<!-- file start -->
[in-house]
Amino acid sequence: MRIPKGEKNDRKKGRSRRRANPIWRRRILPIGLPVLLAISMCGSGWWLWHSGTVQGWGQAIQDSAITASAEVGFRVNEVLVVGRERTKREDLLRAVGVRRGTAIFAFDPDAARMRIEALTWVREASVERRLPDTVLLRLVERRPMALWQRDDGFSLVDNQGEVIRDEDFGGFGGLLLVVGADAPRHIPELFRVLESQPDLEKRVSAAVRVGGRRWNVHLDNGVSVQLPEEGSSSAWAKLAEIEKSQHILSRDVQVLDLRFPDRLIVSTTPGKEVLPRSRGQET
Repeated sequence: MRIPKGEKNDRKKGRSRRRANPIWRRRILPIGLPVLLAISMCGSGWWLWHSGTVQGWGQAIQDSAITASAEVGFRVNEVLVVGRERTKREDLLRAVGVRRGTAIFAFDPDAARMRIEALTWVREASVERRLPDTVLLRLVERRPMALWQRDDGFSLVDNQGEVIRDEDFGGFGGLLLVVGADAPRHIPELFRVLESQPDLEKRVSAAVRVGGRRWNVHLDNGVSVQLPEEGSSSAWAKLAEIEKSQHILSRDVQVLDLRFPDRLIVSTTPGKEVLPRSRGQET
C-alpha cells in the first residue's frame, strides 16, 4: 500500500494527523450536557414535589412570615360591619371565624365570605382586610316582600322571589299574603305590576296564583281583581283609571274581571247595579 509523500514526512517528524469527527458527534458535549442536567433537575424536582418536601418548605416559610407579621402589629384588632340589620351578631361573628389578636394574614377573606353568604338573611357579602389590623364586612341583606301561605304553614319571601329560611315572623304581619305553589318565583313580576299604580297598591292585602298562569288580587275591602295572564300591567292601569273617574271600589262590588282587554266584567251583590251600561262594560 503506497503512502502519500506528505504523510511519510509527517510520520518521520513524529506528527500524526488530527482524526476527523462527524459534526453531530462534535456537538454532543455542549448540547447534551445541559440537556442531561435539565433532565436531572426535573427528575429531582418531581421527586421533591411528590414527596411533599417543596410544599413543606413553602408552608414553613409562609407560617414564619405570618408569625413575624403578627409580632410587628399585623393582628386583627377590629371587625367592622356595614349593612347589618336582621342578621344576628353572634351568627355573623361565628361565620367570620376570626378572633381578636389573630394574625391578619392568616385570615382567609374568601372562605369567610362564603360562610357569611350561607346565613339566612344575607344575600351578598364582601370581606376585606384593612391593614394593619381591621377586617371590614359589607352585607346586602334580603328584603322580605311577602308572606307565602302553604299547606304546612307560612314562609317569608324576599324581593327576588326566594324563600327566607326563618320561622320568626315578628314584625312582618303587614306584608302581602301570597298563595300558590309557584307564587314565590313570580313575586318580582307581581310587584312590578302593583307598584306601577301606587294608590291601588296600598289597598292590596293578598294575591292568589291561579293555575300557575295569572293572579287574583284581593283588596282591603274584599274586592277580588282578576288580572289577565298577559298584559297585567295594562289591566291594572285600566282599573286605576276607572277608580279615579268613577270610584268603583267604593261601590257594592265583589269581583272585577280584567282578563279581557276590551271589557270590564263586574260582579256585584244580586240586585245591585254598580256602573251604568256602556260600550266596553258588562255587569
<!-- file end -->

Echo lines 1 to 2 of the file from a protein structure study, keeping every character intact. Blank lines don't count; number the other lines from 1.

[in-house]
Amino acid sequence: MRIPKGEKNDRKKGRSRRRANPIWRRRILPIGLPVLLAISMCGSGWWLWHSGTVQGWGQAIQDSAITASAEVGFRVNEVLVVGRERTKREDLLRAVGVRRGTAIFAFDPDAARMRIEALTWVREASVERRLPDTVLLRLVERRPMALWQRDDGFSLVDNQGEVIRDEDFGGFGGLLLVVGADAPRHIPELFRVLESQPDLEKRVSAAVRVGGRRWNVHLDNGVSVQLPEEGSSSAWAKLAEIEKSQHILSRDVQVLDLRFPDRLIVSTTPGKEVLPRSRGQET